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Treasure Hunt Instructions

“The way is not in the sky.
The way is in the heart.”
~ Buddha
“As far, verily, as this world-space extends,
so far extends the space within the heart…”
~ Chandogya Upanishad 8.1.3



Follow your heart
to find what you wish.

Follow your heart
to seek what you miss.

Follow your heart
and you shall know this:

You are your heart,
you are your bliss,

You are what you seek,
you are what you miss.

So follow –
and find –

Your Heart.



Ron’s audio comments and recitation of Treasure Hunt Instructions

Listen to


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Synchronicity Story: A Spiritual Experience on Bernal Heights

“If you could only sense how important you are to the lives of those you meet; how important you can be to the people you may never even dream of. There is something of yourself that you leave at every meeting with another person.”
~ Fred Rogers
“When you meet anyone, remember it is a holy encounter. As you see him, you will see yourself. As you treat him, you will treat yourself. As you think of him, you will think of yourself. Never forget this, for in him you will find yourself or lose sight of yourself.”
~ A Course in Miracles (ACIM)

Bernal Heights view


Lately, I have been blessed with ever more magical moments and with ever increasing gratitude for this precious and lucky life. Usually these magical moments have happened synchronistically and unexpectedly. And often they’ve involved spiritual experiences with people, creatures or Nature, which I call “holy encounters”.

Just before the recent solstice holidays, I was blessed with a magical visit to a beautiful San Francisco view place which I had never before seen. And there I met a lovely man, Daniel Raskin, who shared with me a haunting story (which follows) of his unforgettable spiritual experience in a remote Utah desert canyon.

Here’s what happened, and the story Daniel told me:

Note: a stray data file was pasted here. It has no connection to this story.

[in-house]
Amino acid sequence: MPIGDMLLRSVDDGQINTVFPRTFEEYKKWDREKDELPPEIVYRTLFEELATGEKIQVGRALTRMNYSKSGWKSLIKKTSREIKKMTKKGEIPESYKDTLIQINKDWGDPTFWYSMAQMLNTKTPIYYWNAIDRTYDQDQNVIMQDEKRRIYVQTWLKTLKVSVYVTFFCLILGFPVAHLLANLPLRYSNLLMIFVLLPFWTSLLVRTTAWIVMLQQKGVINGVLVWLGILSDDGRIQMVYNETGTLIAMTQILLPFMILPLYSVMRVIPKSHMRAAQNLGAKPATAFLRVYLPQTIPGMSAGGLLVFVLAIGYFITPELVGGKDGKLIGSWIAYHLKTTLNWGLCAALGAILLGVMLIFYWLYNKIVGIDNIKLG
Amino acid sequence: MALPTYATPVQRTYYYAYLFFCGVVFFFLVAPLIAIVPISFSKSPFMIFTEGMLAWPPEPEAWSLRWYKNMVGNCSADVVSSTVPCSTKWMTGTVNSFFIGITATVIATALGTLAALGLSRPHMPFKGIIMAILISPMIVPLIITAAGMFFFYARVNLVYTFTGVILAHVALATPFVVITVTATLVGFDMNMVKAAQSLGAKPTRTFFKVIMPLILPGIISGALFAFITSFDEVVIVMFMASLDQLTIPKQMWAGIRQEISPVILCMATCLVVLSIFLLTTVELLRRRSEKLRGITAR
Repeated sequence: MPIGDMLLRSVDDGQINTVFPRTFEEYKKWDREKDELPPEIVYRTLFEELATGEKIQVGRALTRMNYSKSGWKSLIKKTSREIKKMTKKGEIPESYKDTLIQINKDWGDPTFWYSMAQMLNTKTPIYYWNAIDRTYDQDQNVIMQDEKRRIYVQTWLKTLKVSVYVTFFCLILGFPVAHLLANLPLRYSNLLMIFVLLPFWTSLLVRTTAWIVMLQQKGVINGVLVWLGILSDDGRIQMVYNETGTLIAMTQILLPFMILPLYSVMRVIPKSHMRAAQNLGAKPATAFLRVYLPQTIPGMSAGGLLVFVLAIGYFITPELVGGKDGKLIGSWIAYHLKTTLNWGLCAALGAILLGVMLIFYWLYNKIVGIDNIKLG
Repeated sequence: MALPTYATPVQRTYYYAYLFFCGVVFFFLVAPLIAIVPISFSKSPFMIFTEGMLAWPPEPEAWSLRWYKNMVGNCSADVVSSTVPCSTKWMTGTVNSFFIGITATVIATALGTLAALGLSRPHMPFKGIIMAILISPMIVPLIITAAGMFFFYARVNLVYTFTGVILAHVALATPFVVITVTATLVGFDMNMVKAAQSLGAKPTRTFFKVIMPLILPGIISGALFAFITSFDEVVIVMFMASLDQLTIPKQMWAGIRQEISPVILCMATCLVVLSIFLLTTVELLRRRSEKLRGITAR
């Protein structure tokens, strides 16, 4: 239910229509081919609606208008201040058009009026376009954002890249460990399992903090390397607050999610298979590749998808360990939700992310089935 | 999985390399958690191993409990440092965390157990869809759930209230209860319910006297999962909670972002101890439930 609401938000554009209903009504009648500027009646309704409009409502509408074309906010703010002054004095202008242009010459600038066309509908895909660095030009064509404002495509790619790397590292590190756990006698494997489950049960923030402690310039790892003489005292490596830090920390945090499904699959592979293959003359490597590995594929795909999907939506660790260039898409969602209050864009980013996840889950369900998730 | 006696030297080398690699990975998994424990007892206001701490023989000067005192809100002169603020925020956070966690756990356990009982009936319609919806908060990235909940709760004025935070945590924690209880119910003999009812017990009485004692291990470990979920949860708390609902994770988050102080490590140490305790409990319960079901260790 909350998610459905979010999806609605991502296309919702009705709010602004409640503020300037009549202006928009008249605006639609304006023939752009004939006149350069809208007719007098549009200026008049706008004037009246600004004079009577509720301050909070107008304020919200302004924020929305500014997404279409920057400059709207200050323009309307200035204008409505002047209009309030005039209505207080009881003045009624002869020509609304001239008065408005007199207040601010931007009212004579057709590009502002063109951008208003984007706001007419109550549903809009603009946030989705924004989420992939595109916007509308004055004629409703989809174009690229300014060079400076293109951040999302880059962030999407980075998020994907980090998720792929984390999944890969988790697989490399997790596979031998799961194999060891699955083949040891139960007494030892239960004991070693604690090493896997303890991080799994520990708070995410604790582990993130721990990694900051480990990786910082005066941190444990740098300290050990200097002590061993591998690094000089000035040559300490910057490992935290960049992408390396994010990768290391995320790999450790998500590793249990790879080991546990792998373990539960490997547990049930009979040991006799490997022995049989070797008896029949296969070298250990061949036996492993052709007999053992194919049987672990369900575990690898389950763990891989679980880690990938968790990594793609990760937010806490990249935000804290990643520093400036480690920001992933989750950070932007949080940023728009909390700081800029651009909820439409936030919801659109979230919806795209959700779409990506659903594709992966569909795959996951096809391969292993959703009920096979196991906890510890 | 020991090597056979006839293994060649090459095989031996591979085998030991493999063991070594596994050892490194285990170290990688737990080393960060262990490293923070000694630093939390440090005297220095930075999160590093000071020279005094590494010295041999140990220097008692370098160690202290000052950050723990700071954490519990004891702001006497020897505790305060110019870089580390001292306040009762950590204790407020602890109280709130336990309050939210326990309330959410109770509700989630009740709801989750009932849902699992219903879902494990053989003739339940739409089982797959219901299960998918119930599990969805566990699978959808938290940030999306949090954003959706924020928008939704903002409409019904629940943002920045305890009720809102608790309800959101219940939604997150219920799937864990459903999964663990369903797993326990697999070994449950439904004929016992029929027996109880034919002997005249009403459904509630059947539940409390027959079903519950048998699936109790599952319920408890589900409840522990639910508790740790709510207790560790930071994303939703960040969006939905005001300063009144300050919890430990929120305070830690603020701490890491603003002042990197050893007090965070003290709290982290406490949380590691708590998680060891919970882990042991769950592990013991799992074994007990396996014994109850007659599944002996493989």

I moved from Chicago to San Francisco in 1960, attracted by San Francisco’s climate, physical beauty and ambiance. Within its boundaries are more than fifty hills, several islands, and significant stretches of Pacific Ocean and San Francisco Bay.

So, while living in San Francisco I have visited and enjoyed almost all of its best known view places. But until recently I never had known about or seen the spectacular view from atop Bernal Heights a hilly neighborhood above San Francisco’s outer Mission and Bay View districts.

Then, just before Christmas, I was invited to attend a beautiful holiday dinner party hosted by Shelley Cook, a very talented and intuitive massage therapist who has been skillfully helping heal and realign my body since it suffered a painful lower back yoga injury.

At the party there were many lovely artistic people, all much younger than me. One of the other guests, Audrey Daniel, a professional photographer/videographer, told me she had lived for many years in San Francisco’s Bernal Heights district, which she regarded as San Francisco’s most charming and typical neighborhood – like a village within the city. Whereupon, realizing that I had never yet visited Bernal Heights during my 50+ years as a San Franciscan, I became curious about seeing what Audrey was describing.